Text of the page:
“Excellent progress has been made in mitigating the financial impact,” the boards said today, and operating losses “will be modest”.
Mears generates two-thirds of its revenues from public and tertiary sector housing maintenance activities. These clients have agreed to defer work and Mears has been operating an emergency service only.
Five percent of revenue normally comes from development activities – these have now been mothballed.
Where Mears has been less impacted is in its housing management activities, which normally account for a quarter of group revenues. “There is no reduction in demand in this area, given the large numbers of vulnerable people, who often need daily support,” the company said. “The challenge is to continue to support vulnerable service users whilst adhering to the strict rules around how our employees can safely interact with colleagues and service users.”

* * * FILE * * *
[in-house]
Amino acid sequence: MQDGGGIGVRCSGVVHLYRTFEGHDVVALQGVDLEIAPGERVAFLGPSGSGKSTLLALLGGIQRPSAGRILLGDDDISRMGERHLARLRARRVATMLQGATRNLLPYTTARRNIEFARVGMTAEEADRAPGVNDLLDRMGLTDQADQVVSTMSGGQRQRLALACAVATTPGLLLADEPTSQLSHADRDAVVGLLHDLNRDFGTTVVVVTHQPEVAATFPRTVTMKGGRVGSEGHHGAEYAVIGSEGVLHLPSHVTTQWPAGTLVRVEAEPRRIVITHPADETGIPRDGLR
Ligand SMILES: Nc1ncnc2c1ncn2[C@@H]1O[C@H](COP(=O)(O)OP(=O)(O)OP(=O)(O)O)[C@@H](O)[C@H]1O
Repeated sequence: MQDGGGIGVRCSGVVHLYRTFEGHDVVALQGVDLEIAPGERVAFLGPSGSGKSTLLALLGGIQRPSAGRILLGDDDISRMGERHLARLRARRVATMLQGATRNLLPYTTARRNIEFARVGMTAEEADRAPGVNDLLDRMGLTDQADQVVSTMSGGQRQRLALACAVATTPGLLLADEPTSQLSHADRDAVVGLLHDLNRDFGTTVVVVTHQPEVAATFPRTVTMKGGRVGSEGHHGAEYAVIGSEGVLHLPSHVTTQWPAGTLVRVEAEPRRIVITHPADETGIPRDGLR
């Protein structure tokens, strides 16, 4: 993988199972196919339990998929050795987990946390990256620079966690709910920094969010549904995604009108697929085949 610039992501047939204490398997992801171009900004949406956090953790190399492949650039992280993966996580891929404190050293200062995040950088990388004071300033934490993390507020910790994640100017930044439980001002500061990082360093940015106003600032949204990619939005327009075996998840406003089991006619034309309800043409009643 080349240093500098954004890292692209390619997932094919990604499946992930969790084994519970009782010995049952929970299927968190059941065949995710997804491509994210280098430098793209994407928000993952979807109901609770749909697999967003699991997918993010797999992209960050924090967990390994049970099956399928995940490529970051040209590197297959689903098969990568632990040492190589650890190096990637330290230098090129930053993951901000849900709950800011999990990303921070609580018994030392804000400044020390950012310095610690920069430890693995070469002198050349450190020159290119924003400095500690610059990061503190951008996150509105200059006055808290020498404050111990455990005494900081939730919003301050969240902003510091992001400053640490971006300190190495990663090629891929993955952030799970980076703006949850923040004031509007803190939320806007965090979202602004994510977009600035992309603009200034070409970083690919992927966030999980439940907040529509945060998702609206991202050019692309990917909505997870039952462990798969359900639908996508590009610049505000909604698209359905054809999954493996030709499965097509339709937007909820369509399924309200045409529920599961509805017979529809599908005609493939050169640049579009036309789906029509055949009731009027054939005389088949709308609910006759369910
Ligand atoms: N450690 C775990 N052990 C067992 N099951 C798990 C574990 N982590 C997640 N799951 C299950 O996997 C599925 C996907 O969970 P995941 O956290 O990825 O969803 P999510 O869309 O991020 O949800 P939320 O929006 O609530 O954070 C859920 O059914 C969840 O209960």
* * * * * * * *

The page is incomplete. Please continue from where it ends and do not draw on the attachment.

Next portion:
Mears has taken advantage of government support scheme, furlough staff and deferring its latest VAT payment for a year.
Chief executive David Miles said: "The group has made excellent progress in taking the necessary steps to address these current challenges. Whilst it is not possible to predict the future with certainty, I am confident as to the financial stability and the long-term wellbeing of the group. I am extremely proud of the professionalism and hard work shown by the Mears team in the most challenging of circumstances."